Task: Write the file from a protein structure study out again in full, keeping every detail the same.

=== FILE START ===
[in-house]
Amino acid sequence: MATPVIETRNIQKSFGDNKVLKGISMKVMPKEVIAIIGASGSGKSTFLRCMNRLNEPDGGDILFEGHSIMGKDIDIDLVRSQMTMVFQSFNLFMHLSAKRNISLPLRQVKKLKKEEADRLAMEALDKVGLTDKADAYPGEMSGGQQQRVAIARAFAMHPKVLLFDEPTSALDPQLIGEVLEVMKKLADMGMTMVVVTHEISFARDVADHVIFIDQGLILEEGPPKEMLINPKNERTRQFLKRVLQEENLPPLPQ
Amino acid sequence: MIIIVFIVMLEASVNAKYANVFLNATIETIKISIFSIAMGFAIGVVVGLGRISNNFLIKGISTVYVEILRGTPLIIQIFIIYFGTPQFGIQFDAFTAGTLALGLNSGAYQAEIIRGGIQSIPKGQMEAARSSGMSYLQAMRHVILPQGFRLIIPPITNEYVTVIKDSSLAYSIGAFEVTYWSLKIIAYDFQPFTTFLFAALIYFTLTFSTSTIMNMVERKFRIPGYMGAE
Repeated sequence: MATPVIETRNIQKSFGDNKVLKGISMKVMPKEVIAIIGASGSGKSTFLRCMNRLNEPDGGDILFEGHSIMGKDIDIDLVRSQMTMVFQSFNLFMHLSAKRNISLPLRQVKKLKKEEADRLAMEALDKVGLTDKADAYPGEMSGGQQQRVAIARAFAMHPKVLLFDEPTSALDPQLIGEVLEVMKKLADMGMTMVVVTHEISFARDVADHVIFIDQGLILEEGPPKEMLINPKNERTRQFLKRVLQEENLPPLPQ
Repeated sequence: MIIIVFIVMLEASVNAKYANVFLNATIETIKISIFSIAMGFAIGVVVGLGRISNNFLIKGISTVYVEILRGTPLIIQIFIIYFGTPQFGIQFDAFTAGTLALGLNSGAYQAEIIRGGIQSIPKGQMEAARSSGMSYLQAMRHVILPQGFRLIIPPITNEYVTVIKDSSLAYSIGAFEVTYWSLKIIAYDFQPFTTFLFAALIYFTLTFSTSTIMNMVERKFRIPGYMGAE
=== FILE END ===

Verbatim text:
[in-house]
Amino acid sequence: MATPVIETRNIQKSFGDNKVLKGISMKVMPKEVIAIIGASGSGKSTFLRCMNRLNEPDGGDILFEGHSIMGKDIDIDLVRSQMTMVFQSFNLFMHLSAKRNISLPLRQVKKLKKEEADRLAMEALDKVGLTDKADAYPGEMSGGQQQRVAIARAFAMHPKVLLFDEPTSALDPQLIGEVLEVMKKLADMGMTMVVVTHEISFARDVADHVIFIDQGLILEEGPPKEMLINPKNERTRQFLKRVLQEENLPPLPQ
Amino acid sequence: MIIIVFIVMLEASVNAKYANVFLNATIETIKISIFSIAMGFAIGVVVGLGRISNNFLIKGISTVYVEILRGTPLIIQIFIIYFGTPQFGIQFDAFTAGTLALGLNSGAYQAEIIRGGIQSIPKGQMEAARSSGMSYLQAMRHVILPQGFRLIIPPITNEYVTVIKDSSLAYSIGAFEVTYWSLKIIAYDFQPFTTFLFAALIYFTLTFSTSTIMNMVERKFRIPGYMGAE
Repeated sequence: MATPVIETRNIQKSFGDNKVLKGISMKVMPKEVIAIIGASGSGKSTFLRCMNRLNEPDGGDILFEGHSIMGKDIDIDLVRSQMTMVFQSFNLFMHLSAKRNISLPLRQVKKLKKEEADRLAMEALDKVGLTDKADAYPGEMSGGQQQRVAIARAFAMHPKVLLFDEPTSALDPQLIGEVLEVMKKLADMGMTMVVVTHEISFARDVADHVIFIDQGLILEEGPPKEMLINPKNERTRQFLKRVLQEENLPPLPQ
Repeated sequence: MIIIVFIVMLEASVNAKYANVFLNATIETIKISIFSIAMGFAIGVVVGLGRISNNFLIKGISTVYVEILRGTPLIIQIFIIYFGTPQFGIQFDAFTAGTLALGLNSGAYQAEIIRGGIQSIPKGQMEAARSSGMSYLQAMRHVILPQGFRLIIPPITNEYVTVIKDSSLAYSIGAFEVTYWSLKIIAYDFQPFTTFLFAALIYFTLTFSTSTIMNMVERKFRIPGYMGAE